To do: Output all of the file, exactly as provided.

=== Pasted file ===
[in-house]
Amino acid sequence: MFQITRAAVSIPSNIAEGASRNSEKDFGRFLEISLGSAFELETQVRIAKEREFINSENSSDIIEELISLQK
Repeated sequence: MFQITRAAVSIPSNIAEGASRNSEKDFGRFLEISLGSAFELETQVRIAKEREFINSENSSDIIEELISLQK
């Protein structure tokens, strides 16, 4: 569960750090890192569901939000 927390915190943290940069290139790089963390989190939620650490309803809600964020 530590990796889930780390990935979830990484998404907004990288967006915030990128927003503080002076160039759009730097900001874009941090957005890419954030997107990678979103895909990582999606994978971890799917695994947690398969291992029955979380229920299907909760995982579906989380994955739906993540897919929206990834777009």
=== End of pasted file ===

[in-house]
Amino acid sequence: MFQITRAAVSIPSNIAEGASRNSEKDFGRFLEISLGSAFELETQVRIAKEREFINSENSSDIIEELISLQK
Repeated sequence: MFQITRAAVSIPSNIAEGASRNSEKDFGRFLEISLGSAFELETQVRIAKEREFINSENSSDIIEELISLQK
């Protein structure tokens, strides 16, 4: 569960750090890192569901939000 927390915190943290940069290139790089963390989190939620650490309803809600964020 530590990796889930780390990935979830990484998404907004990288967006915030990128927003503080002076160039759009730097900001874009941090957005890419954030997107990678979103895909990582999606994978971890799917695994947690398969291992029955979380229920299907909760995982579906989380994955739906993540897919929206990834777009």